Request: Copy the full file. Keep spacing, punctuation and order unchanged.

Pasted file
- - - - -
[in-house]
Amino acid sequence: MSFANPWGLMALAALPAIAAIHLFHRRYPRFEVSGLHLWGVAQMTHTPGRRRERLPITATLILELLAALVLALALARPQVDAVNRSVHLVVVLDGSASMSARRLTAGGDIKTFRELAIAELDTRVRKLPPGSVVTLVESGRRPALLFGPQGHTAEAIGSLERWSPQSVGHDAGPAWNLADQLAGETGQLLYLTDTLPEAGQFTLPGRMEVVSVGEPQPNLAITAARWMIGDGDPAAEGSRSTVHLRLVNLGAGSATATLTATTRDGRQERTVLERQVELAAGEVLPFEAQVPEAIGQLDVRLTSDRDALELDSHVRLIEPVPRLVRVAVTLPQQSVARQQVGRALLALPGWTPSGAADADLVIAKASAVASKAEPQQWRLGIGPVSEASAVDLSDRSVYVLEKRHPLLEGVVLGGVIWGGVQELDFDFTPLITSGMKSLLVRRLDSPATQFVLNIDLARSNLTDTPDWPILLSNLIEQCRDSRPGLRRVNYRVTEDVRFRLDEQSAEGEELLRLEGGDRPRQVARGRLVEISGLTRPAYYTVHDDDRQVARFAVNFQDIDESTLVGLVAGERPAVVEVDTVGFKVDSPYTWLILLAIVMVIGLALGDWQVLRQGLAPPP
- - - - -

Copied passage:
[in-house]
Amino acid sequence: MSFANPWGLMALAALPAIAAIHLFHRRYPRFEVSGLHLWGVAQMTHTPGRRRERLPITATLILELLAALVLALALARPQVDAVNRSVHLVVVLDGSASMSARRLTAGGDIKTFRELAIAELDTRVRKLPPGSVVTLVESGRRPALLFGPQGHTAEAIGSLERWSPQSVGHDAGPAWNLADQLAGETGQLLYLTDTLPEAGQFTLPGRMEVVSVGEPQPNLAITAARWMIGDGDPAAEGSRSTVHLRLVNLGAGSATATLTATTRDGRQERTVLERQVELAAGEVLPFEAQVPEAIGQLDVRLTSDRDALELDSHVRLIEPVPRLVRVAVTLPQQSVARQQVGRALLALPGWTPSGAADADLVIAKASAVASKAEPQQWRLGIGPVSEASAVDLSDRSVYVLEKRHPLLEGVVLGGVIWGGVQELDFDFTPLITSGMKSLLVRRLDSPATQFVLNIDLARSNLTDTPDWPILLSNLIEQCRDSRPGLRRVNYRVTEDVRFRLDEQSAEGEELLRLEGGDRPRQVARGRLVEISGLTRPAYYTVHDDDRQVARFAVNFQDIDESTLVGLVAGERPAVVEVDTVGFKVDSPYTWLILLAIVMVIGLALGDWQVLRQGLAPPP